A Thanksgiving meal can be a great time for everyone—unless everyone ends up with food poisoning. Writing for U.S. News & World Report, Joan Salge Blake, a clinical nutrition professor at Boston University, outlines five common food safety mistakes you should avoid for your Thanksgiving meal.
5 food safety mistakes to avoid this Thanksgiving
Mistake 1: Waiting until the last minute to thaw your turkey
It's easy to buy a turkey weeks before Thanksgiving, freeze it, and then forget about it until the last minute, Blake writes. But according to the U.S. Department of Agriculture (USDA), you need to make sure to allow 24 hours for every four to five pounds of turkey in order for it to safely thaw in the refrigerator.
Blake recommends putting a note on your phone to remind you to take the turkey out in time and to thaw the turkey in its original wrapping in a large pan at the bottom of the refrigerator so the turkey's juices don't contaminate any foods nearby.
Mistake 2: Washing the turkey in the sink
According to FDA, 68% of consumers wash whole chickens or turkeys before cooking them, but doing so isn't necessary, and it can contaminate your sink, Blake writes.
Washing your turkey in the sink creates a "petri dish-like environment where pathogens that can cause food poisoning can multiply and cross-contaminate other foods," like raw vegetables for a salad, Blake writes.
There is one exception to this rule, however, and that's when you're brining a turkey, Blake writes. Rinsing the turkey is necessary to remove excess brine before the turkey goes into the oven. To do this safely, Blake recommends removing everything around the sink, covering the countertop area with paper towels, then moving the roasting pan next to the sink and carefully rinsing the turkey in slow, running water in order to minimize splashing.
Then, transfer the turkey to the pan, throw away the paper towels, and clean the sink area with hot soapy water.
Mistake 3: Not using a food thermometer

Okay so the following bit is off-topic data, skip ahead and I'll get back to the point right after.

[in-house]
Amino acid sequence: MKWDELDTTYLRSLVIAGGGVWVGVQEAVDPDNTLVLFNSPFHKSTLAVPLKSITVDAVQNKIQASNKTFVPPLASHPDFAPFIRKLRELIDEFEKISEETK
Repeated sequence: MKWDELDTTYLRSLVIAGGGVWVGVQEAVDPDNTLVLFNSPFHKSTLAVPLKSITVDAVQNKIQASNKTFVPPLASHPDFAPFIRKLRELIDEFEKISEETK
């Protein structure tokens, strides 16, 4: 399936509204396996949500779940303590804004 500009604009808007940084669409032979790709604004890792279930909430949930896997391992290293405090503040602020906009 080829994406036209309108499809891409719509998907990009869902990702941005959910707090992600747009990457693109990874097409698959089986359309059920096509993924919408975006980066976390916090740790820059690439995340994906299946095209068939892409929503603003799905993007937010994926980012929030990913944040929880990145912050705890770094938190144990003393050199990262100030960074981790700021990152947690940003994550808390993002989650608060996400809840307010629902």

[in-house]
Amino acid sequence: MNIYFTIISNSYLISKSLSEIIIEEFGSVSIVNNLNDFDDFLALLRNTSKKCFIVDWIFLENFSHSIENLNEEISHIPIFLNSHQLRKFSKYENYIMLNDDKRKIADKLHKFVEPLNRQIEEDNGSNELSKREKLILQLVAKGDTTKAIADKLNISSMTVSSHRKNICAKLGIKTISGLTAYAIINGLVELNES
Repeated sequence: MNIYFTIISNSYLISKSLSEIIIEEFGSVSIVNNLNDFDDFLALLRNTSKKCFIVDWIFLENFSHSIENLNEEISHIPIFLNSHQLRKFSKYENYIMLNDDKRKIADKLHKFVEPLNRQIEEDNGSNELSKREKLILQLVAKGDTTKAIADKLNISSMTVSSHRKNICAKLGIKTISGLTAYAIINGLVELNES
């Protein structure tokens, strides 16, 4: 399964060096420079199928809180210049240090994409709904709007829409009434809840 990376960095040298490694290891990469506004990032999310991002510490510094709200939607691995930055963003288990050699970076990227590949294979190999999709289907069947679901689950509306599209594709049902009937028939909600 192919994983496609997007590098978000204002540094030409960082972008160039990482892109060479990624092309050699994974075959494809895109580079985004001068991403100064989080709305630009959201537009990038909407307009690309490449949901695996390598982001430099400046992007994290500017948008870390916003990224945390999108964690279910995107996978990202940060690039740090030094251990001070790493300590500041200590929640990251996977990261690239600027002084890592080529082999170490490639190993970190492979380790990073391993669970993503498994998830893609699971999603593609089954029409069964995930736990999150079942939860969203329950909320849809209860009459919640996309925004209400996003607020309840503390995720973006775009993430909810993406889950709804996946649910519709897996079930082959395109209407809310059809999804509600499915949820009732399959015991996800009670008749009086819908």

You may think you can eyeball when a turkey is ready, but you should be using a food thermometer instead, Blake writes.
USDA recommends you place a food thermometer in the innermost part of the thigh and wing of the turkey and the thickest part of the breast, and ensure they've all reached a safe temperature of 165 degrees Fahrenheit. And if your food thermometer runs on batteries, make sure you have backup batteries at the ready.
Mistake 4: Stuffing the turkey
While stuffing the Thanksgiving turkey is a common tradition, Blake writes that it's one that could be dangerous for your guests, as bacteria inside the cavity of the turkey can survive unless both the turkey itself and the stuffing are cooked to 165 degrees Fahrenheit.
Making sure both are cooked to the correct temperature without over or undercooking the food can be difficult, which is why it's safer to bake the stuffing in a casserole dish separate from the turkey, Blake writes.
Mistake 5: Not putting away leftovers soon enough
Leaving out Thanksgiving leftovers too long can cause bacteria to grow, Blake writes. If you leave out leftovers, including side dishes, at room temperature for more than two hours, that increases the chance that bacteria grows to levels that can make you sick. Instead, make sure you refrigerate your leftovers immediately, Blake writes. (Blake, U.S. News & World Report, 11/9)